Anker Accepts That Eufy Cameras Did Not Provide End-to-End Encryption As Promised and Commits to Improving

Recent articles

After security expert Paul Moore found that Eufy security cameras streamed data to the cloud even though cloud storage upload settings were off, Anker’s Eufy brand made news in November. Eufy camera broadcasts could be live-viewed using a program like VLC, creating a serious security risk.

Anker Accepts That Eufy Cameras Did Not Provide End-to-End Encryption As Promised and Commits to Improving

Because Anker has long emphasized the security of its Eufy products, saying that they include local-only storage and end-to-end encryption for customers who want a more private video solution, the fact that the Eufy cameras were uploading content to the cloud was troublesome. After this disaster, The Verge started contacting Anker to ask about the security of Eufy cameras. Anker is required to explain the operation of Eufy cameras in more detail and frequently with correct information.

By threatening to write an article about the company’s lack of communication, The Verge ultimately got Anker to respond, which clarified Eufy’s security. Eufy cameras give unencrypted video streams through the Eufy website but do not support native end-to-end encryption. Anker claims that this problem has been resolved, nevertheless. By Eufy:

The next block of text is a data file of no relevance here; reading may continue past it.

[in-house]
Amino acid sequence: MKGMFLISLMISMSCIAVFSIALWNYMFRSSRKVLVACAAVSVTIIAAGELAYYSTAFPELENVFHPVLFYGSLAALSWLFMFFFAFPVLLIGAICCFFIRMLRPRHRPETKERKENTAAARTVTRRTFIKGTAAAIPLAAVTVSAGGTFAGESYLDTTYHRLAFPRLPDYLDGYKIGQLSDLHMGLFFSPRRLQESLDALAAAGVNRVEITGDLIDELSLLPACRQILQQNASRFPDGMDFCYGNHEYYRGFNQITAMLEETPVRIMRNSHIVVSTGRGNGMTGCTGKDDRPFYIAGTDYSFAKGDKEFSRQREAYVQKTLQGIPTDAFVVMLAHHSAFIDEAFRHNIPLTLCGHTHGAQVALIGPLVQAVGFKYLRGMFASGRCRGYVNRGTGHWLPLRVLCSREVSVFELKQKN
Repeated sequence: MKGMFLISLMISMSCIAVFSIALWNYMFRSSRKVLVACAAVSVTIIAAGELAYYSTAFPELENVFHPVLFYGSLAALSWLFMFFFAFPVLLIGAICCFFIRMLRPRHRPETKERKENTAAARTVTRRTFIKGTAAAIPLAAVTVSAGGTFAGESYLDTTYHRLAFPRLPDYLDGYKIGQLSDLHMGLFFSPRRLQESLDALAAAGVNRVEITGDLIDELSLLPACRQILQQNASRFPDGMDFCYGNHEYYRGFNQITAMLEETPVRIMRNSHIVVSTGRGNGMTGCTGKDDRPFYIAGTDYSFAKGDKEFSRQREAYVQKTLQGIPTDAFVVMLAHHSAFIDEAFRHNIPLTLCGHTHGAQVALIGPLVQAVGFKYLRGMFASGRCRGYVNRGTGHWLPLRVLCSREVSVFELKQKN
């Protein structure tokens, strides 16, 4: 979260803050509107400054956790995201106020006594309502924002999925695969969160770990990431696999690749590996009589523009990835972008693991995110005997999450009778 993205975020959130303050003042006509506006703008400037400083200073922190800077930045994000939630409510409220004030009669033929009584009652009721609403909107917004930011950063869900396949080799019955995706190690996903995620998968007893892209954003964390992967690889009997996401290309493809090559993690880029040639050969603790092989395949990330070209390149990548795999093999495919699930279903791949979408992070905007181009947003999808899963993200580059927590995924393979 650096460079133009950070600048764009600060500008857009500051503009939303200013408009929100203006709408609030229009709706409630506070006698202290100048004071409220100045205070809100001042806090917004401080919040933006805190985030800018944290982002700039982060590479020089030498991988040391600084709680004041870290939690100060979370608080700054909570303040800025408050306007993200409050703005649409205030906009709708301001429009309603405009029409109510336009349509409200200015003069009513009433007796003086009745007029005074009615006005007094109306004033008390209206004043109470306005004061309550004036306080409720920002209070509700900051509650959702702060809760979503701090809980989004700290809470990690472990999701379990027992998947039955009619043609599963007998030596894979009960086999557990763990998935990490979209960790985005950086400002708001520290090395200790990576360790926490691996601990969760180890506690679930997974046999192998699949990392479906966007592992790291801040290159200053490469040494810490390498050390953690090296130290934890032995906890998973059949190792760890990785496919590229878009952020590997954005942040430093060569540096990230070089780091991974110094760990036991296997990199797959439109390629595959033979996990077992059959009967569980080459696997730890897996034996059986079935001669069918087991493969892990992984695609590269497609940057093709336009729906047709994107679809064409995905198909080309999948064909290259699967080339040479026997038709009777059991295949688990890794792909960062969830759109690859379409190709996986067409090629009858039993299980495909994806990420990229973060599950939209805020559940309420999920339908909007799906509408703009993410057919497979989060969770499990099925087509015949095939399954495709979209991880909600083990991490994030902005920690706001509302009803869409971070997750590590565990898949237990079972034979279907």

Previously, a registered user could access debug mode after logging into our secure Web portal at, utilize the Web browser’s DevTool to find the live stream, and then play or share that link with another person to play outside of our protected system. The user would have had to sign into the eufy Web portal to obtain that link, and it would have been their decision to distribute it.

Anker Accepts That Eufy Cameras Did Not Provide End-to-End Encryption As Promised and Commits to Improving

Due to industry feedback and caution, the eufy Security Web site now forbids users from entering debug mode, and the code has been hardened and obfuscated. Additionally, the video stream content is encrypted, making it impossible for third-party media players like VLC to play these video streams.

However, barely 0.1 percent of our daily active users currently access the secure Web portal at The eufy Security app is used by most consumers to watch live streams. In any case, there were certain problems with the former layout of our Web portal, but these have already been fixed.

In the future, requests for video streams made through the Eufy online portal will be end-to-end encrypted, just like they are now through the Eufy app, which according to Anker, is the main method by which Eufy users access camera streams. Every Eufy camera, according to Anker, has been modified to use WebRTC, which by default is encrypted. It won’t be possible to play Eufy video broadcasts from outside apps anymore.

Anker expressed sorry about its poor communication and promised to improve going forward. In addition to developing a formal bug bounty program, the company is enlisting outside security firms to examine its Eufy security products. In February, Anker will launch a security micro-site to tell customers of the modifications that have been made.

The Verge provided its full email exchanges with Anker officials in case anyone is interested in reading the specifics of what Eufy has to say.

Leave a Reply